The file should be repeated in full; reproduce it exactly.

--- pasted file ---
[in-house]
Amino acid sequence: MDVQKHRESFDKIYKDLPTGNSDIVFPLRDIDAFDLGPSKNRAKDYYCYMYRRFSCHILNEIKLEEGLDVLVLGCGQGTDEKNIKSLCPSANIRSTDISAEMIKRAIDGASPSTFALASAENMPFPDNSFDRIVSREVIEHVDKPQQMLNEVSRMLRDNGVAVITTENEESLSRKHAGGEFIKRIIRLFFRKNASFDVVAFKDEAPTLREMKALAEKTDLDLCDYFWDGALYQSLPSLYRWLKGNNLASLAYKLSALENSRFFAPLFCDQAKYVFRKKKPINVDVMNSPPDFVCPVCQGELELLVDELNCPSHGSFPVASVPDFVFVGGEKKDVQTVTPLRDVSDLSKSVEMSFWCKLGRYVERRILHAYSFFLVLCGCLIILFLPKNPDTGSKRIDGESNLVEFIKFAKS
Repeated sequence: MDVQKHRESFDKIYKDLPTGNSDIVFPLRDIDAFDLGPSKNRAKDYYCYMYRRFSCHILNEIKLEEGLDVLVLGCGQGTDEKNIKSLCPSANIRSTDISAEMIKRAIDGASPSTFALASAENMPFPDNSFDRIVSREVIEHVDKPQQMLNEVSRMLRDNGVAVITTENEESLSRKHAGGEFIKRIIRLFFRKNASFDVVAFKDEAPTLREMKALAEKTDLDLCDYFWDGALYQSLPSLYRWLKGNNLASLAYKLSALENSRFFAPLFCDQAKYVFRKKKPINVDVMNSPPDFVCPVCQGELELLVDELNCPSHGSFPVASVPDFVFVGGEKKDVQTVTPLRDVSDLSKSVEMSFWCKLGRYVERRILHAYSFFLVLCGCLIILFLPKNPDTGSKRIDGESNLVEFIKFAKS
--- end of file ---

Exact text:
[in-house]
Amino acid sequence: MDVQKHRESFDKIYKDLPTGNSDIVFPLRDIDAFDLGPSKNRAKDYYCYMYRRFSCHILNEIKLEEGLDVLVLGCGQGTDEKNIKSLCPSANIRSTDISAEMIKRAIDGASPSTFALASAENMPFPDNSFDRIVSREVIEHVDKPQQMLNEVSRMLRDNGVAVITTENEESLSRKHAGGEFIKRIIRLFFRKNASFDVVAFKDEAPTLREMKALAEKTDLDLCDYFWDGALYQSLPSLYRWLKGNNLASLAYKLSALENSRFFAPLFCDQAKYVFRKKKPINVDVMNSPPDFVCPVCQGELELLVDELNCPSHGSFPVASVPDFVFVGGEKKDVQTVTPLRDVSDLSKSVEMSFWCKLGRYVERRILHAYSFFLVLCGCLIILFLPKNPDTGSKRIDGESNLVEFIKFAKS
Repeated sequence: MDVQKHRESFDKIYKDLPTGNSDIVFPLRDIDAFDLGPSKNRAKDYYCYMYRRFSCHILNEIKLEEGLDVLVLGCGQGTDEKNIKSLCPSANIRSTDISAEMIKRAIDGASPSTFALASAENMPFPDNSFDRIVSREVIEHVDKPQQMLNEVSRMLRDNGVAVITTENEESLSRKHAGGEFIKRIIRLFFRKNASFDVVAFKDEAPTLREMKALAEKTDLDLCDYFWDGALYQSLPSLYRWLKGNNLASLAYKLSALENSRFFAPLFCDQAKYVFRKKKPINVDVMNSPPDFVCPVCQGELELLVDELNCPSHGSFPVASVPDFVFVGGEKKDVQTVTPLRDVSDLSKSVEMSFWCKLGRYVERRILHAYSFFLVLCGCLIILFLPKNPDTGSKRIDGESNLVEFIKFAKS